Delta_T = TT−UT1  (V.05)

 Author: H.Müller-Krumbhaar

Delta_T (or ΔT) is a measure for the difference between a continuous time TT and the slightly irregular speed of revolution of the earth around its axis measured as universal time UT1. This little program gives values for Delta_T = TT − UT1 between years: −700BC and 2022AD, and also predictions for years up to year 2500AD, in order to transform between the timescales UT1 (=Universal Time) and TT (=Terrestrial [Dynamical] Time).
Source: (United Kingdom Hydrographic Office 2020). The difference between UTC (Universal Time Coordinated) and UT1 is max. ±0.9s, and can be ignored for most applications.

Enter YEAR (4 digits):

 Delta_T:   seconds

ΔT here is evaluated for UT1 january 1 each year. A value accurate to approx. ±1s is sufficient for most applications, so we do not discriminate between UT1 and UTC or variations over the year. Errors in ΔT have a much greater influence on the coordinates of the Moon than on the Planets. Since the tidal currents caused by the Moon affect the rotation of the earth, that rotation couples back to the Moon including the irregularities appearing in ΔT. Note that by 2050 the uncertainty in ΔT is already about ±5s. ΔT is obtained through the following formula:

ΔT = 32.184s + (TAI−UTC) − (UT1−UTC)

Current values for TAI−UTC and UT1−UTC are regularly published on the web site of the International Earth Rotation and Reference Systems Service, IERS (IERS Bulletin A, General Information). Instead of UT1−UTC, here DUT1 (= UT1−UTC rounded to a precision of 0.1s) can be used. UTC deviates from UT1 by at most 0.9s because of the annual introduction of leap seconds into UTC.

Example (2020):   TAI−UTC = 37s,   DUT1 = −0.2s,   ΔT = 32.184 + 37 − (−0.2) = 69.4s.


Time historically was measured by some periodically returning natural event: day-night, summer-winter, full moon-new moon. Since the 18-th century sufficiently precise clocks - invented by John Harrison - replaced the pendulum-clocks and thus became useful on sea-going ships. Today we use quartz-watches and finally atomic-clocks. The time-unit "second" now is defined by 9.192.631.770 periods of an atomic resonance in Caesium-133 atoms. Important here is, that with the atomic-clocks (=timescale TAI) we have a time-piece, which does not depend upon the irregularities in the motion of celestial bodies. The frequencies of rotation of the earth around its axis or of the annual revolution of the earth as a whole around the sun are not constant over time. The earth rotation for example slows down, which increases the length of a day by about 18 microseconds per year on average within the last two-thousand years. ( See F.R.Stephenson, L.V.Morrison, C.Y.Hohenkerk (2016) in:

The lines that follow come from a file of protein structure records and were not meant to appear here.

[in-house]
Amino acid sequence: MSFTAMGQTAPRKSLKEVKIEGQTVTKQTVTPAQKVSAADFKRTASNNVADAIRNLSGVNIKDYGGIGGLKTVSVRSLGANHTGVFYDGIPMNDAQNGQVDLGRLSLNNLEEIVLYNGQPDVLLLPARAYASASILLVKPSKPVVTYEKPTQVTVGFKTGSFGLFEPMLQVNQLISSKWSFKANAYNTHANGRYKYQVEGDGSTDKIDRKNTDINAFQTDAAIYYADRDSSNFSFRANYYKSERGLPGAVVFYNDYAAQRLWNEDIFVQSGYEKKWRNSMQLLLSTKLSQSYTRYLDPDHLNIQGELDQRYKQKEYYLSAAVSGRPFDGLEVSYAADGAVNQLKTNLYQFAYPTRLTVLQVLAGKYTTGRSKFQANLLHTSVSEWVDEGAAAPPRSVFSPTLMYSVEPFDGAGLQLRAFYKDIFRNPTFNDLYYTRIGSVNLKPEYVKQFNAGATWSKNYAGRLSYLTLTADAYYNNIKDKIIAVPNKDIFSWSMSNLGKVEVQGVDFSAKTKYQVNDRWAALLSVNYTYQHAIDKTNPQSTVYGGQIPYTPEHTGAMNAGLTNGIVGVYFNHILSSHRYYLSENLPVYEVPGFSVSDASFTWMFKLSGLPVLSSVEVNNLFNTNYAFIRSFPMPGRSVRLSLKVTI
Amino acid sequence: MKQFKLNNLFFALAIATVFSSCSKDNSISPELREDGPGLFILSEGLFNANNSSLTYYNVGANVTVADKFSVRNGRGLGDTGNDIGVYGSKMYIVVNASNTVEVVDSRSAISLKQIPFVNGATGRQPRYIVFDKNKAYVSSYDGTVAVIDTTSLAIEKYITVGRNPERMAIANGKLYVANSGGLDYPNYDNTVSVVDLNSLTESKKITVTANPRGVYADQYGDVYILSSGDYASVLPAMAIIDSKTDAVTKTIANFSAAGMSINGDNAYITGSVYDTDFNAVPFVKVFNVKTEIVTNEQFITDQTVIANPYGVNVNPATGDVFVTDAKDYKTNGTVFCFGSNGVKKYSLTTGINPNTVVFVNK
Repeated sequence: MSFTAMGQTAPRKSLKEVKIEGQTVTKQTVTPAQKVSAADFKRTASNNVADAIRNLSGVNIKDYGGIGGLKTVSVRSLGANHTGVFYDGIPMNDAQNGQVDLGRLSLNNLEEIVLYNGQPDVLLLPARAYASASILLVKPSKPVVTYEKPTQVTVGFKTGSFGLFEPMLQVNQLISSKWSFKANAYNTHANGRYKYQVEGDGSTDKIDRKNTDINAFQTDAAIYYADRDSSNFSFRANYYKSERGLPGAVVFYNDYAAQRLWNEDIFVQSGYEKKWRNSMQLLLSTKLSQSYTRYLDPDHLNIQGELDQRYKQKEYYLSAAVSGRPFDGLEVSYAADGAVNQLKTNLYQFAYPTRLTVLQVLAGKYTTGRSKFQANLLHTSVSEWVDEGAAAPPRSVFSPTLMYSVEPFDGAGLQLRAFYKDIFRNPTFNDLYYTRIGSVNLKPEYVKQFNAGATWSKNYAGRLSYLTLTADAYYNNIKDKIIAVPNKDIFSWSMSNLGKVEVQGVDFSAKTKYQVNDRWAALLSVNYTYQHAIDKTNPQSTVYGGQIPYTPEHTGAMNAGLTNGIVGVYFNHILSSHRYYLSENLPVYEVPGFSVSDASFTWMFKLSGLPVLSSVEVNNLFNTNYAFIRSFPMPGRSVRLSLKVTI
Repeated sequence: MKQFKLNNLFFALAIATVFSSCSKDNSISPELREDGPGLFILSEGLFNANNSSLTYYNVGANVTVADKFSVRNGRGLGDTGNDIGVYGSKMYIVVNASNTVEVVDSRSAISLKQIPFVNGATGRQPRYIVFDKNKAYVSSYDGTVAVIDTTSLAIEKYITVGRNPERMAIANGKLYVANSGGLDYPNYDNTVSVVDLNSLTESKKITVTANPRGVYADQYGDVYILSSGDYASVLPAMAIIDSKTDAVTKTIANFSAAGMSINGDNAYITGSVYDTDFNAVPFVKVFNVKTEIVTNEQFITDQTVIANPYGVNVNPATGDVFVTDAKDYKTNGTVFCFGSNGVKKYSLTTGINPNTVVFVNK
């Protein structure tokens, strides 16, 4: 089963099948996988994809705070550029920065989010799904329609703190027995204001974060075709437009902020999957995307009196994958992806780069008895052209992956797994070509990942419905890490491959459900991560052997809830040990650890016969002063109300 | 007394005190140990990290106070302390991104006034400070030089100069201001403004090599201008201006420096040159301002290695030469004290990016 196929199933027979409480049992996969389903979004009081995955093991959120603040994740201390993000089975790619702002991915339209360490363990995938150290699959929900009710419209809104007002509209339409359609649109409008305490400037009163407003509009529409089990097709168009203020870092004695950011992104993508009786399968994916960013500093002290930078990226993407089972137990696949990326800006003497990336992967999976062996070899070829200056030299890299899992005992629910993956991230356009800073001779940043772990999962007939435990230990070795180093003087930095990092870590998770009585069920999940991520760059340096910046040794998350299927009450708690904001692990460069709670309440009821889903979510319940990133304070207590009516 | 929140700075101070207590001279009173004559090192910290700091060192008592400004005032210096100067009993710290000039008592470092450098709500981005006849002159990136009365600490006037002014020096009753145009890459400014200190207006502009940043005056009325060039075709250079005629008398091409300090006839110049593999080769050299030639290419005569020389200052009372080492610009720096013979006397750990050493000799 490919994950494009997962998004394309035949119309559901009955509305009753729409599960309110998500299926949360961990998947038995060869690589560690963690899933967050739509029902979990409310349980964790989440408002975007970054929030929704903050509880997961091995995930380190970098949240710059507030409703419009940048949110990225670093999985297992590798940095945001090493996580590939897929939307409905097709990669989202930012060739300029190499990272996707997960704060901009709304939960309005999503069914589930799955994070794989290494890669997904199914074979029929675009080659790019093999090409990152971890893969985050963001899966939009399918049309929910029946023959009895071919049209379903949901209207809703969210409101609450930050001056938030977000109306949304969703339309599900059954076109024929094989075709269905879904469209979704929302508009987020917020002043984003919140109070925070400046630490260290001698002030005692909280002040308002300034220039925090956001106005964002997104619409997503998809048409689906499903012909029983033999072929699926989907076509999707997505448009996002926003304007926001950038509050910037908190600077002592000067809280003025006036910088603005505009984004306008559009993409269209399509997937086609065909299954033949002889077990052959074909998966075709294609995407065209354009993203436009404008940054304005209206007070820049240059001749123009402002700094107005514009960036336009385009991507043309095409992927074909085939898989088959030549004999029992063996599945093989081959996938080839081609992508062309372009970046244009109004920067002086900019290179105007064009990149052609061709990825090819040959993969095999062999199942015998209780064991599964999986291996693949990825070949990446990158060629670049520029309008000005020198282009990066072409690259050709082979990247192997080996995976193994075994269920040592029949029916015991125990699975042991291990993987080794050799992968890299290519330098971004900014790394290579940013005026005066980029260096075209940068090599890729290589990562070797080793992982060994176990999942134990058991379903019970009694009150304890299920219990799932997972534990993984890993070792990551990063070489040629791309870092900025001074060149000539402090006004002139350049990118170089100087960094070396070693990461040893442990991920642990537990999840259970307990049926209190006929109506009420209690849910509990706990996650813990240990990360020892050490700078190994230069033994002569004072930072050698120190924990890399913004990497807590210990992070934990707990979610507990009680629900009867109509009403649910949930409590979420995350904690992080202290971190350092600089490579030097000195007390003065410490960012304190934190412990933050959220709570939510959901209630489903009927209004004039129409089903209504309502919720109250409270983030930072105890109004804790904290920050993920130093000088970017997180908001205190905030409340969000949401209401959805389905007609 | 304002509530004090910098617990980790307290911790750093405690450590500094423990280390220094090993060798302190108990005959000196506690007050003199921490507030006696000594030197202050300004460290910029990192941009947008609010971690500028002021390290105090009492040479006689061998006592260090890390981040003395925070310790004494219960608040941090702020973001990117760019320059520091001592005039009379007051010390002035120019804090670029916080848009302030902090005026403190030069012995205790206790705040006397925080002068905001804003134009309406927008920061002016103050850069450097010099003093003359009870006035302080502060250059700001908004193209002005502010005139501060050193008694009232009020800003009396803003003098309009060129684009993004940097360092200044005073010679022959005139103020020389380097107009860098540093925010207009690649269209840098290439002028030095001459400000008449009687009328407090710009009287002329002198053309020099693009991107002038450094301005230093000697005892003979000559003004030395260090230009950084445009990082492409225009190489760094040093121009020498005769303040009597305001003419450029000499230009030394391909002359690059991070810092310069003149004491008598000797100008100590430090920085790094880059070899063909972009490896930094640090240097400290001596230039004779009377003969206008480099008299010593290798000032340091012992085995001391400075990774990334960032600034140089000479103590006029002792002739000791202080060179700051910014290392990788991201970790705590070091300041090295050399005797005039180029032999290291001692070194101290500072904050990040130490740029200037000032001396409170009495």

The long-time quadratic fit eq.(4.1) gives ΔT = -320+32.5*(( t[y]-1825)/100 )2 [s]. Taking the second time-derivative gives 32.5*2*10-4 [s/y]/y, or dividing by 365 [d/y]: ΔT=0.178*10-4 [s/d]/y.

       Fig.1 Timescales: TAI= TDB±1.7msec, TT=TAI+32.184s; UTC=TAI-Ninteger, UT1=TT-ΔT.

The timescales under consideration here are TAI (Temps Atomique International), TT (Terrestrial [Dynamical] Time), UTC (Universal Time Coordinated) and UT1 (Universal Time). TAI is the internationally averaged time over some 700 atomic-clocks, and is continuous. TT = TAI + 32.184s is practically the same as TAI but shifted, in order to match up to the previous Ephemeris Time. UTC and UT1 instead measure the rotation of the earth around its axis. UT1 measures directly the phase-angle of the rotating earth with respect to the direction towards the sun, which is a continuous measure. So a UT1-second, defined as 1/86400 of a day, differs slighlty from the definition of the second above and varies with time. With UTC we measure the same rotation, but by definition using the exact second. A day from noon to noon (=one earth rotation) then may not be exactly 86400 seconds long, measured by UTC. Therefore twice a year at end of june and december, there may be a leap-second added (or removed) on UTC, to keep the time-difference |UT1-UTC| < 0.9s. Over time these leap seconds add up, and so finally TAI differs from UTC by an integer number of leap seconds. Otherwise UTC is synchronous with TAI. As the earth rotation slows down on average, further leap-seconds between TAI and UTC must be introduced. The formula above then gives ΔT=32.184s + TAI - UTC - (UT1-UTC) = TT-UT1. The standard time-scale TDB (Temps Dynamique Barycentric), originally introduced by the NASA-Jet-Propulsion-Lab ("Horizons"-system), differs from TT by not more than 1.7 milliseconds, periodically. This takes into account relativistic corrections caused by gravitation and the varying speed of the earth in the solar system.

See also the useful web-site by Henning Umland, to whom I am indebted for many helpful discussions and exchange of information.
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